However, his subsequent actions do not live up to these resolutions. Over four acts he takes little deliberate action against his uncle, although the ghost explicitly demands a swift revenge. He feels he has to do something, but he does not know precisely what. The world seems empty, and he uses imagery of corruption, darkness, disease and imprisonment to reveal his state of mind.
Although Hamlet is by now over years old, its interpretation of the human mind is timeless. The key themes behind Hamlet are the price of vengeance, effects of deception, madness and the consequences of corruption.
Modern day society is obsessed with a belief in revenge. The media constantly bombards society with depictions of supposedly "sweet" revenge.
Well, according to many movies and television shows, revenge is indeed very sweet. But in Hamlet Shakespeare challenges common beliefs about revenge.
Is revenge always sweet or is it, as in the case of Hamlet, a bittersweet affair attained at a high price? Inevitably, this path leads not only to his own death but the death of his family, the woman he loves, and ultimately the destruction of the throne of Denmark.
Hamlet Themes - Deception Deception is a large aspect of Hamlet, as every character is very seriously affected by it in one form or another. Hamlet illustrates the dangerous influences that deception can have on relationships and family trust.
Shakespeare demonstrates direct and very harsh consequences to deception throughout Hamlet. Things turn against Claudius, the new King, who is the first to deceive the people around him, and in the end he pays very dearly for it too. And relationships are ruined between Hamlet and most of the characters because of the web of lies strung around each character.
Hamlet Themes - Madness and Suicide Madness can be a state of mind a person enters when unable, or unwilling, to tolerate real life anymore. In Hamlet, Ophelia turns to madness when she can no longer tolerate the confusion all around her and the turmoil of her own mind.
We then see how a person who is mad or depressed, may begin to contemplate suicide, as a final escape from confusion, as is the case with Ophelia. Hamlet Themes - Immorality and Consequences In Hamlet, Shakespeare illustrates the theme of man facing consequences for misdeeds, strongly reinforcing a sense of "reaping what is sowed".
Hamlet, the hero and representation of humanity, is thus tempted similarly through his blindness towards wrong doing. He sows murder and deceit in the name of vengeance, but, ironically, is himself deceived and then murdered by a similar character to himself as an act of revenge.
One of the morals of the play Hamlet is to forgive and forget rather than plotting revenge. Another lesson from Hamlet concerns avoiding starting down a path of evil where deeds slowly becomes worse and worse without the person confronting their gradual corruption.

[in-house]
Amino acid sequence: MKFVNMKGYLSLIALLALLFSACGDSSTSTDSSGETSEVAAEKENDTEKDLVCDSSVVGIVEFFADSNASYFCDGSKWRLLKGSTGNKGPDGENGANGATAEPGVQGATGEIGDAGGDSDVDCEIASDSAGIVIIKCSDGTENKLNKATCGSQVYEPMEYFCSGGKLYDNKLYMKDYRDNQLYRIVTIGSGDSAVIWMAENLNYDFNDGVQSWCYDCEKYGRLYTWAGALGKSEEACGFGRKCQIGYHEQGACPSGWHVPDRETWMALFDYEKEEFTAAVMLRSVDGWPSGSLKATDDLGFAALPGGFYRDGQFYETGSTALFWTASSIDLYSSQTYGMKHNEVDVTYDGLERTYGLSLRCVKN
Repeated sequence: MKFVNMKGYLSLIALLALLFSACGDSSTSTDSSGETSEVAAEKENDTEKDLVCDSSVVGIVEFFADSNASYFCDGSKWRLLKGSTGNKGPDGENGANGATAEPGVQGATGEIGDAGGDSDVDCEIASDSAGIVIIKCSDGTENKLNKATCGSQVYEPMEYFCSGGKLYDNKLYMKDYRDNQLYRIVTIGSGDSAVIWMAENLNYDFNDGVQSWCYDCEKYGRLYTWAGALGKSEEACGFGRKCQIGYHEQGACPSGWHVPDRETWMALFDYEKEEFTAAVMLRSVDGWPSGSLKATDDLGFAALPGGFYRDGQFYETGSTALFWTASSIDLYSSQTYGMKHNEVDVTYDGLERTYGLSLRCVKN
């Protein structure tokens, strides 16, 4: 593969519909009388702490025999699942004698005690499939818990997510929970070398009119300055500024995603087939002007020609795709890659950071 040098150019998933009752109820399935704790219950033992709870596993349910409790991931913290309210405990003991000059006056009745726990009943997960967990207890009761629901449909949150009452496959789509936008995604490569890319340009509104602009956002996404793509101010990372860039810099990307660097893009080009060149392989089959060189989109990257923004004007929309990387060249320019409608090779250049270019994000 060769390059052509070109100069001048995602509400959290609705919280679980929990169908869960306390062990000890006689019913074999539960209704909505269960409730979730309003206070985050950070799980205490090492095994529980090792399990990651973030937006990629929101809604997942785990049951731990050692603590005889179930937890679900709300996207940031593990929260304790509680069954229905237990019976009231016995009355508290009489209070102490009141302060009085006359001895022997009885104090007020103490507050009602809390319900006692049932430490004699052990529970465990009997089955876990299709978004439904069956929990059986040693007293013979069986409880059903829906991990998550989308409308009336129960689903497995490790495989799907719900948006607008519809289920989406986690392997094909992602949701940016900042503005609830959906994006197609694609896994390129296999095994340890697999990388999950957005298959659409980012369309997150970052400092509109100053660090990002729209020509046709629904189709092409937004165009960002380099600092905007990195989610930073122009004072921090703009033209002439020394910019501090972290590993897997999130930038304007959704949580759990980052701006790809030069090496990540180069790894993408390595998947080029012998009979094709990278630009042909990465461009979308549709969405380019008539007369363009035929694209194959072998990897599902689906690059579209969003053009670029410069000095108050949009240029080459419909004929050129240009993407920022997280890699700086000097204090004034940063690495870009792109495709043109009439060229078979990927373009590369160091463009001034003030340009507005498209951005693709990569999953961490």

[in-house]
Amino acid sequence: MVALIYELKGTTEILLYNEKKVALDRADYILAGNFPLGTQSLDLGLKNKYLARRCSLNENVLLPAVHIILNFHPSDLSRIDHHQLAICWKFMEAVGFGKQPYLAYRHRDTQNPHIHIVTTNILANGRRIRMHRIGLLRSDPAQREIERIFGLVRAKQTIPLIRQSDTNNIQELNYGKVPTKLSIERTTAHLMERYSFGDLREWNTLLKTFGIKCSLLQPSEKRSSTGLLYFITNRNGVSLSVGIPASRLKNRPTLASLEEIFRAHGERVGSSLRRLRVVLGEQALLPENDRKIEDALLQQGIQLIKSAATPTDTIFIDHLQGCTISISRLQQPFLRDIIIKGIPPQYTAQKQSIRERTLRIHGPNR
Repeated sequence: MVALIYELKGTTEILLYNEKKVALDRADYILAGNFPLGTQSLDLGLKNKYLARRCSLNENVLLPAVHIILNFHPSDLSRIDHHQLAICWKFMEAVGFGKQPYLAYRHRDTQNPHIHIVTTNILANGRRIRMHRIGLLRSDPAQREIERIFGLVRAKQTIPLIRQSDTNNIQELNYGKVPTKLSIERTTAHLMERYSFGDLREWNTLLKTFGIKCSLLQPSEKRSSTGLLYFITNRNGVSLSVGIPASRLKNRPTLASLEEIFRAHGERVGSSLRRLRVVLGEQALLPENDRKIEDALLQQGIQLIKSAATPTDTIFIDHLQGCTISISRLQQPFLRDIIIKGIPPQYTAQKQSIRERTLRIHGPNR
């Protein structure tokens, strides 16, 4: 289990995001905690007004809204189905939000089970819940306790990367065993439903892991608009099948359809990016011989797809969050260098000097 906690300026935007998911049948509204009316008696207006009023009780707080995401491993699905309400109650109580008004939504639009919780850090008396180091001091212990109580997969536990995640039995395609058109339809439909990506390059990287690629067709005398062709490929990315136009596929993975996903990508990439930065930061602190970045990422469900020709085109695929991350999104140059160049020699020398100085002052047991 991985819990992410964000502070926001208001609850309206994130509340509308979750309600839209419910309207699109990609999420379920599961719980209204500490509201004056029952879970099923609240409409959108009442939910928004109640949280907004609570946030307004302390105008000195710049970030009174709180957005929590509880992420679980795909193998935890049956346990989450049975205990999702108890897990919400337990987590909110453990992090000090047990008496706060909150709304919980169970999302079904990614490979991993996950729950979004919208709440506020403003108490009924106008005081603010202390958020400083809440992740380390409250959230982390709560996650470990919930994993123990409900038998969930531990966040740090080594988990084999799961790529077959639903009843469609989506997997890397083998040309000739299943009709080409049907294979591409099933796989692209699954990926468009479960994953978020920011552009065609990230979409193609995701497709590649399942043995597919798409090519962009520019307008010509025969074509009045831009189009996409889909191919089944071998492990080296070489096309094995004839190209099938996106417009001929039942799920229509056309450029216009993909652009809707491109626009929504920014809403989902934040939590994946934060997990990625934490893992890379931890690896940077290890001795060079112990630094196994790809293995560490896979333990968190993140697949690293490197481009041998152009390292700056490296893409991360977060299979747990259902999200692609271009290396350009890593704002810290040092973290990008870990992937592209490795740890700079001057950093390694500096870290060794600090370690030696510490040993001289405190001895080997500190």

Thus his emotions, desires, and temptations can all be related to by mankind. Although an intelligent scholar, Hamlet is blinded by a revenge-driven bitterness that triggers the beginning of his journey down the path of sin and results in tragedy.
Hamlet Characters - Claudius In his ambition to become the King of Denmark, Claudius, the villain of Shakespeare's Hamlet, weaves a web of deceit and betrayal. However, his reign comes to an abrupt end when he must reap the consequences of his path of wrongdoing.
Hamlet Characters - Gertrude Queen Gertrude is similar to Ophelia in that she is a victim of the tragic events in Hamlet. However, unlike Ophelia, she is not without blame since she forgets her loyalty to her late husband and allows herself to be deceived into marriage by Claudius.
Yet Gertrude pays dearly for her mistakes in the end. Hamlet Characters - Laertes Laertes is a similar character to Hamlet. Once the loving brother of Ophelia, he too seeks revenge for the murder of his father, Polonius.
Yet although Laertes finds the revenge he seeks, he must also reap the costs.The tone of William Shakespeare’s Hamlet is set by the subject of lunacy and misrepresentation.
The decease of Hamlet’s male parent and the visual aspect of his shade to his boy sets into gesture a series of events that end in leads to the close entire devastation of the Danish tribunal.
Hamlet Themes William Shakespeare’s Hamlet is a tragic story entangled in a web of deceit and vengeance.
Hamlet provides some insight into modern society, as the play involves many issues which are still very relevant in today’s world. Total text length is 8, characters (approximately pages).
Excerpts from the Paper The beginning: The Positive Side of the Character in William Shakespeare’s "Hamlet" Every play is up for interpretation.
Rottenness Crept Over of Denmark in Shakespeare's Hamlet Essay; Rottenness Crept Over of Denmark in Shakespeare's Hamlet Essay.
Words 6 Pages. He has rotten his morality to the point that he does not care what he does to get his revenge.
At this point, Hamlet has stooped down to the rotten morality of Claudius. .
Jul 01, · Hamlet soliloquizes on the meaning of life, dithers and feigns madness, tying himself up in the most exquisite dialectical knots, doubting everything, even the ghost who demands revenge. The second area is the morality of his injunction - namely, to exact vengeance for murder; the morality, therefore, of Hamlet's quest to kill Claudius.
The third area is the moral and indeed material condition of Denmark and its court under Claudius.